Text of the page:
20 September 2012

Window-Strike Miscellany for Downtown Omaha

It is now the midst of the autumn window-strike season at downtown Omaha, and there have been some recent, significant findings.


Three previously unrecorded species were found on the mornings of September 18th and 19th. The first was a Blue-headed Vireo, kicked away from where it had died at the Omaha Public Power District Energy Plaza.

A disabled Blue Jay was seen on the west side of the CenturyLink Center Omaha. It had moved away from the glass, and was noted after dealing with a nearby, dead Lincoln's Sparrow. The jay flew towards the trees to the west, making it two-thirds of the distance, then bouncing off the ground and then reaching the landscaping, though it could not reach the upper part of a tree. There have been about 20 window-strikes here in the past four days, including eight on the 18th.

A Black-throated Blue Warbler was at the northwest corner of the north tower at the Central Park Plaza. It was disabled and after noting it and getting a distant picture, it flew away. This was just before several people got off the bus and would have certainly chased it away, or perhaps stepped on it.

People on the way to work in the morning are typically just focused on getting to their destination, as evidenced by usual behavior, noted repeatedly.

Prediction Comes True

When the architectural design was seen for the Zesto Building near the downtown ball park, it was predicted in an email to the design company that bird strikes would occur because of the extensive use of glass and nearby landscaping.

The first dead bird was found the morning of September 20th. It was a Lincoln's Sparrow, a bit of a ways south of the entrance to Lids Locker Room business, on the east side of the building, and its north end.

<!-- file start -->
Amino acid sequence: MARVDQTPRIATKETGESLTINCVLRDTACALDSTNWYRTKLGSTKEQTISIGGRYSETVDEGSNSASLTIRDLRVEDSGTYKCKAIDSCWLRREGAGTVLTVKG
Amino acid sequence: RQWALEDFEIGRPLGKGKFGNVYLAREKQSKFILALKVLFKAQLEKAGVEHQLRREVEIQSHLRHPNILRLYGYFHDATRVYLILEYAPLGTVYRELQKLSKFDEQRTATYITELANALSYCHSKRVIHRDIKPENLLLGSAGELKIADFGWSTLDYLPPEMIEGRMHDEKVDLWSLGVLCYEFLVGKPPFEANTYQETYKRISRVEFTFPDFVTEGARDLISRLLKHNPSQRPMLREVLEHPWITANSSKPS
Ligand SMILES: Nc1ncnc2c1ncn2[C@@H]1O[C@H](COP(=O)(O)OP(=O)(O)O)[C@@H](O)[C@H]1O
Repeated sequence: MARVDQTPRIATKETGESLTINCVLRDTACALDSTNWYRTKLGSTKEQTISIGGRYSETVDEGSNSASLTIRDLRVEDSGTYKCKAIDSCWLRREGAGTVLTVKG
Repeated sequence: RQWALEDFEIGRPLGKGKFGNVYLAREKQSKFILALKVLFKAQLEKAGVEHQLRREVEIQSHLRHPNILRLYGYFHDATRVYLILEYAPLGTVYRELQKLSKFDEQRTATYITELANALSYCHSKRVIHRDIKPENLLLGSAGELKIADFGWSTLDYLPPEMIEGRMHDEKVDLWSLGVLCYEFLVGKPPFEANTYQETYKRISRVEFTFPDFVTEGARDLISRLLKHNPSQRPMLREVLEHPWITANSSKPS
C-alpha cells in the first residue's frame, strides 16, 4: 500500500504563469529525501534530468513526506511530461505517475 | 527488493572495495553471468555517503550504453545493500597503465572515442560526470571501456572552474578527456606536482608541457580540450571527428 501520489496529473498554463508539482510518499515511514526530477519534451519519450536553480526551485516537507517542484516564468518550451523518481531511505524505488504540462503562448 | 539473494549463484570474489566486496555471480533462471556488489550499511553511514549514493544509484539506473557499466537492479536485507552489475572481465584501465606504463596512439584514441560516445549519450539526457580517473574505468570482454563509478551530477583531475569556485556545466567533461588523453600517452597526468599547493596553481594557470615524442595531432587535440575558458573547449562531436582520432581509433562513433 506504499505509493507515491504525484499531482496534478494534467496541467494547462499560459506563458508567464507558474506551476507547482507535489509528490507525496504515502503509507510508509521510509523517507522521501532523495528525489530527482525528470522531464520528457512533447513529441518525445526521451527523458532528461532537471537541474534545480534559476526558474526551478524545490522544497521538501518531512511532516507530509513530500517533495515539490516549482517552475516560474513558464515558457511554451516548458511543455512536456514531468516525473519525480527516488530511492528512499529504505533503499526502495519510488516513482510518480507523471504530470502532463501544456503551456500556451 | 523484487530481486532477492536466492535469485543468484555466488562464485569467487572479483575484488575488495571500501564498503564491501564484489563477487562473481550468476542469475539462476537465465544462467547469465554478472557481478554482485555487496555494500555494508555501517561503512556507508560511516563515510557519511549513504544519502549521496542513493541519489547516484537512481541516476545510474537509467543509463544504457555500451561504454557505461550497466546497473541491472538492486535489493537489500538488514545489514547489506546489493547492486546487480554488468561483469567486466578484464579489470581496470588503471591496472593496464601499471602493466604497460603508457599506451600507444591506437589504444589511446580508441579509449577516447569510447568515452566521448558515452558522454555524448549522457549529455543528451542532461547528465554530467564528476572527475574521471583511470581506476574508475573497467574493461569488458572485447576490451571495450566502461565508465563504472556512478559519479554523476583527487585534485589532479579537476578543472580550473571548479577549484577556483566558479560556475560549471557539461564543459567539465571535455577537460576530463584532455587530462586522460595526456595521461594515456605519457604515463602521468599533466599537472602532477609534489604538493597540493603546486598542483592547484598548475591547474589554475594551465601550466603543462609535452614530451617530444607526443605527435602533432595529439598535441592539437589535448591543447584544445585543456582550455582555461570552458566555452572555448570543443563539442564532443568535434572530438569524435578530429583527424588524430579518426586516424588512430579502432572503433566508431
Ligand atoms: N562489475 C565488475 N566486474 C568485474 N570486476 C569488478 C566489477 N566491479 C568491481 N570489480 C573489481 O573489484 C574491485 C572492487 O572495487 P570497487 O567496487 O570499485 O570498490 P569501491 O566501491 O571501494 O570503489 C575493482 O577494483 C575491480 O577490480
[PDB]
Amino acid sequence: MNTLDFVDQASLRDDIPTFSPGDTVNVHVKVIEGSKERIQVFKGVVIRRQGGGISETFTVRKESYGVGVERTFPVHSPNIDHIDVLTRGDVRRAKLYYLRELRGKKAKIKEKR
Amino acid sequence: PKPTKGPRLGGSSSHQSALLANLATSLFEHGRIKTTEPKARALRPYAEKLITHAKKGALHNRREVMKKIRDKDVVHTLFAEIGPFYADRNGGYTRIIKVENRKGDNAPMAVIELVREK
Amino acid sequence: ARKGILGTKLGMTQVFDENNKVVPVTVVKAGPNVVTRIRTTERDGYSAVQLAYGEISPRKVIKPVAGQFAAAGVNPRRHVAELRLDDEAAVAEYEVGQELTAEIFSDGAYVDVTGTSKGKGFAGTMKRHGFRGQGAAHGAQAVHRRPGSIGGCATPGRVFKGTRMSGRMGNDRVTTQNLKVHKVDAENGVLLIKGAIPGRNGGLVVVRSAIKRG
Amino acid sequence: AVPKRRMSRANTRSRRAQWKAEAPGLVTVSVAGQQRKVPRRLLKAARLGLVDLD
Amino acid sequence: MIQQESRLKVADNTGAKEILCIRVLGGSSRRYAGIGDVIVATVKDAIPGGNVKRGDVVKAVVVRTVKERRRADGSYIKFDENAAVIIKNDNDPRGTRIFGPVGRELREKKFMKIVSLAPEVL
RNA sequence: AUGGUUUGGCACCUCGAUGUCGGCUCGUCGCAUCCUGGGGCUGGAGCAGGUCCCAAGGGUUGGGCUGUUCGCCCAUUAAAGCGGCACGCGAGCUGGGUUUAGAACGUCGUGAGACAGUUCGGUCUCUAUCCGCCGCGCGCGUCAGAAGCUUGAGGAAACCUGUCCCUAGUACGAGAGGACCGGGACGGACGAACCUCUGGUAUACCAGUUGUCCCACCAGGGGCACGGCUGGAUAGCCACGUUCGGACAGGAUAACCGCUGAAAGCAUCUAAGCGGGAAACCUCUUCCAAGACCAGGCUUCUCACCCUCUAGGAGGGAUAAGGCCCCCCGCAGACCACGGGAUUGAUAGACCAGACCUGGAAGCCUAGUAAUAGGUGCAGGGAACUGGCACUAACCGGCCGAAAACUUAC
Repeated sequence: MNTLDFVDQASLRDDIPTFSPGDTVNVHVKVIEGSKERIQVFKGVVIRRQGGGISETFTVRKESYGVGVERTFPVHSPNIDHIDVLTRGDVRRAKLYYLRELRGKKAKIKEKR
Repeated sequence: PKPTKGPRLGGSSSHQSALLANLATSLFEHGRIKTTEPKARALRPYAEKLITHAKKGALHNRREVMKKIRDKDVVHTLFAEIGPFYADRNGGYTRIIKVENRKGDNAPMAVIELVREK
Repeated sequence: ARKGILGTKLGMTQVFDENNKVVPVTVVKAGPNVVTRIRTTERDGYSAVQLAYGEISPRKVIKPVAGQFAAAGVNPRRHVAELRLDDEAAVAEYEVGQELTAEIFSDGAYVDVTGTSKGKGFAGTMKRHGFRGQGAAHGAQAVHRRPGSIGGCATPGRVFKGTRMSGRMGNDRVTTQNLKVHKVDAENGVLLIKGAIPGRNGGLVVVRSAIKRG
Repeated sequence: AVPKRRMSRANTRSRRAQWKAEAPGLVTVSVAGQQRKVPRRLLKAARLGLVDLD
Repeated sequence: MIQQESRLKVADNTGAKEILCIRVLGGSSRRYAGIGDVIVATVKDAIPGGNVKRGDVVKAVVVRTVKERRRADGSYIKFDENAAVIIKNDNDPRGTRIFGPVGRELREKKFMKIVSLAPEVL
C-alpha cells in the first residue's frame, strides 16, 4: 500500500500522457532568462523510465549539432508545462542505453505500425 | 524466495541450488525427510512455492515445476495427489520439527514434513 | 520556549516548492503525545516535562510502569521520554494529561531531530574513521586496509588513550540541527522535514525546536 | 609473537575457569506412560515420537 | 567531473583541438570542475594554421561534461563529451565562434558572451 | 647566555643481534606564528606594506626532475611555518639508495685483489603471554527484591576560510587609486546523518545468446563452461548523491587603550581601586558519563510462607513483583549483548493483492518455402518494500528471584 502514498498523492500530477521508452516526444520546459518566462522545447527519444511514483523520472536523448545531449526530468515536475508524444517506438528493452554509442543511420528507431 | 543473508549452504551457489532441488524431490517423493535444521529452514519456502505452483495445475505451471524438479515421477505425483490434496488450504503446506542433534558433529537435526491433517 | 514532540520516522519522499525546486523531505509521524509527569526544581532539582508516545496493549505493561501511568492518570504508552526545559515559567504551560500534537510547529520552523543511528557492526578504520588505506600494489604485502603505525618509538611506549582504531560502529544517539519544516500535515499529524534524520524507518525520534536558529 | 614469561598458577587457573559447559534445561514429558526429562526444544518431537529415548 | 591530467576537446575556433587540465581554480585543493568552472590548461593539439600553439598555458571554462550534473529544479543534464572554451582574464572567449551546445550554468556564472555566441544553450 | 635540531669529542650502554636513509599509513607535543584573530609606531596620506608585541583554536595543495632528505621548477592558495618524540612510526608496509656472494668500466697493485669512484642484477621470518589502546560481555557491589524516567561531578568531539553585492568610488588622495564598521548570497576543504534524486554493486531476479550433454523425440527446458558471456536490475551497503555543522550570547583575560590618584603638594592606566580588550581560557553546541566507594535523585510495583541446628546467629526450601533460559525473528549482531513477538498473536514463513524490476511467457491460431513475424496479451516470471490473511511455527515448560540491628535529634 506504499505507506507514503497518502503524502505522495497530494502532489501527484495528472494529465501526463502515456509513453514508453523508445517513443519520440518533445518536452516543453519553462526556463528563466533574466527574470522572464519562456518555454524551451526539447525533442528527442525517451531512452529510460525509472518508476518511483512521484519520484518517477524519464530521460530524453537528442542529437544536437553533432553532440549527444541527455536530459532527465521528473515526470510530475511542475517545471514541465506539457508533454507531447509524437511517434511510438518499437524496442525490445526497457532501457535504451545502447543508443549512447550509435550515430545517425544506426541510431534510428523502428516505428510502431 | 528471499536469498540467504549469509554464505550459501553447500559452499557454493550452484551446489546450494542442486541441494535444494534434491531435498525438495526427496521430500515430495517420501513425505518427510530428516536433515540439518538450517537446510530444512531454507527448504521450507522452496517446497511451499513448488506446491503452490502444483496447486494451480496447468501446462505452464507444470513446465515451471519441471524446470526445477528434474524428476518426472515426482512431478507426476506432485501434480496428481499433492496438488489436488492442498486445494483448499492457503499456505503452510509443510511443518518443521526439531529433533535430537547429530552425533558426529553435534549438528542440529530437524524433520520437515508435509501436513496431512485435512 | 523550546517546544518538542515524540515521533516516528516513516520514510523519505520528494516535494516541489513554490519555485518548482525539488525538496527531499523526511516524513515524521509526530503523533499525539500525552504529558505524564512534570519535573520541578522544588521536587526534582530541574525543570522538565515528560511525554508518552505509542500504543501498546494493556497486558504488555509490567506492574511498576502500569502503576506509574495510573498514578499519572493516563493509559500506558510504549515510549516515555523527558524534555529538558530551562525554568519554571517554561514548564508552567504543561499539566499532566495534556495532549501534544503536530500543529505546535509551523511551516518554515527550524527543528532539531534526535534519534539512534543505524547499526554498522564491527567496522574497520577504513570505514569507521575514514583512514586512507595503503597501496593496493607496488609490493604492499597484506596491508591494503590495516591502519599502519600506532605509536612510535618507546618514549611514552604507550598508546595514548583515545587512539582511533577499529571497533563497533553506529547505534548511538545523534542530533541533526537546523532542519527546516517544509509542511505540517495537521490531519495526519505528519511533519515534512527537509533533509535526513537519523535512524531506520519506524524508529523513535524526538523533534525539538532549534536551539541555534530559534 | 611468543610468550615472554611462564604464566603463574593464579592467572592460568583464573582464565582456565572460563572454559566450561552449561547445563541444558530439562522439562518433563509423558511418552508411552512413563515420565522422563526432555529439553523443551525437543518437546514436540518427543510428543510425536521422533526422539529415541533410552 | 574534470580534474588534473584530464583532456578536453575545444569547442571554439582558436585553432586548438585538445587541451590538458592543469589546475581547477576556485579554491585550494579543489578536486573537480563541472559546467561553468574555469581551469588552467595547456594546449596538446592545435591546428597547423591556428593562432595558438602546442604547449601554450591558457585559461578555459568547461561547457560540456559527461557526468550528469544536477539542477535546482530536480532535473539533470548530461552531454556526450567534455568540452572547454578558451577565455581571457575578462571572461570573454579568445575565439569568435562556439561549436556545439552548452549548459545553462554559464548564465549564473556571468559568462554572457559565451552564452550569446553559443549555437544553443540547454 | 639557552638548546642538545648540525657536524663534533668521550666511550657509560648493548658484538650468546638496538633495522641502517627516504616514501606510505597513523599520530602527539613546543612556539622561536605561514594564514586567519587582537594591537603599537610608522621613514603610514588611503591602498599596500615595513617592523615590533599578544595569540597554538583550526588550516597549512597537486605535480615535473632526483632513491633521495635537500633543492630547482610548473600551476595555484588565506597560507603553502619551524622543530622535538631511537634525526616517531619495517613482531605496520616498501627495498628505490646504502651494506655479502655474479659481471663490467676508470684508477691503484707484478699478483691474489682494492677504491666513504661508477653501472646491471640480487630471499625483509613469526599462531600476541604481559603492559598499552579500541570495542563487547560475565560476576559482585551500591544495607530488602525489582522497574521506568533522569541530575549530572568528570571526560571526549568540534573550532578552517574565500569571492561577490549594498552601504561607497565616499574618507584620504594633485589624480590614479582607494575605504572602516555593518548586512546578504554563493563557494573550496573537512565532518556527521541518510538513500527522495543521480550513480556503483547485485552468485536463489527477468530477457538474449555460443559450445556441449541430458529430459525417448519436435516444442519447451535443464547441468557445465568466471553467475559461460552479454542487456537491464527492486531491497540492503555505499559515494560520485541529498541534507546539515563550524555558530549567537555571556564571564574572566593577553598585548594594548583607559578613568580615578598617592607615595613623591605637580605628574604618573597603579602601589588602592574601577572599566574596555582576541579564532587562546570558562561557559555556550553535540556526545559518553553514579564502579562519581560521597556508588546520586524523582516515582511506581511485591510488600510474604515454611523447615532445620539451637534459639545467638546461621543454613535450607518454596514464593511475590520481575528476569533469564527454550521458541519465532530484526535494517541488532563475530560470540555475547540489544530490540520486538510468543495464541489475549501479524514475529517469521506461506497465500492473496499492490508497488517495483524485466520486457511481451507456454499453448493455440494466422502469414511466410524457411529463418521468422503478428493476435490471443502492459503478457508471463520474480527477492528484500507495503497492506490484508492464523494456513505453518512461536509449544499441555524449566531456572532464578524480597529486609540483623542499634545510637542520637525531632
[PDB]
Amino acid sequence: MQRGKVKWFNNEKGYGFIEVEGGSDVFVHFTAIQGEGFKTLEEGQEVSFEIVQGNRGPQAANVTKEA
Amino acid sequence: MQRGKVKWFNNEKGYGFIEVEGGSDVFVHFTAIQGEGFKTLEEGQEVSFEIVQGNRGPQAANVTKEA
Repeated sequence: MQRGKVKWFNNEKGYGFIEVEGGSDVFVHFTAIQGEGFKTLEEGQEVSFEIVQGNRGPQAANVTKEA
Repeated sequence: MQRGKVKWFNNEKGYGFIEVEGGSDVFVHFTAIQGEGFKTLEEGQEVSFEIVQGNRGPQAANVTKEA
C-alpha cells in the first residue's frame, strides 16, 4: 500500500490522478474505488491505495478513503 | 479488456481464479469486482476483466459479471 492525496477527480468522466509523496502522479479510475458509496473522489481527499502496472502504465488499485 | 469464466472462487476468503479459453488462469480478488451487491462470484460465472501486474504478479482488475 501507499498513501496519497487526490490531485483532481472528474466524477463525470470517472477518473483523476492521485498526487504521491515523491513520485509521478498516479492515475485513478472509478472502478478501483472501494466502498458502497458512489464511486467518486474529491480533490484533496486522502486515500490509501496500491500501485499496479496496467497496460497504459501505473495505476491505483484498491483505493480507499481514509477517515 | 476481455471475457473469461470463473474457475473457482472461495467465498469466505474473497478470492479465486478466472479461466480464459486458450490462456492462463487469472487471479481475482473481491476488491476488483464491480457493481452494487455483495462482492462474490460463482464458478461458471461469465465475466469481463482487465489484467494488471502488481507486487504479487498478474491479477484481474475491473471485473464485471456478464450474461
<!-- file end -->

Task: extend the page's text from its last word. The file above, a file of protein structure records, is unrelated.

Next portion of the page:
Holland Performing Arts Center

Staff at this building are purposely trying to hide window-strikes occurrences.

The morning of the 20th, a staff person - an older guy seen there on other occasions - was overheard talking about a bird trapped along the south glass of the courtyard. He had tried to capture it, but was unsuccessful. He left the bird there, and while walking around towards the south side of the building, his comment to a construction worker was that the bird was stupid anyway, and continued with: ... "let it die. I'll just pick it up later."

This guy obviously has a routine of removing any carcasses and chasing away any live birds as a part of his first in the morning routine, as it was only about 6:30 a.m.

Removing the dead birds means they know there is a problem, but they do not want anyone else to know. Their throwing bird carcasses into the trash does not show proper respect for the just recently lively bird. Chasing birds without proper knowledge of bird behavior on how to catch them can be considered harassment, and may lead to additional deaths, if a bird hits the extensive glass, again.

Numerous window-strike instances were denoted this spring, but the Lincoln's Sparrow trapped in the courtyard, was the first record this autumn, whereas there are typically more. There had to be a reason, and it became obvious this morning.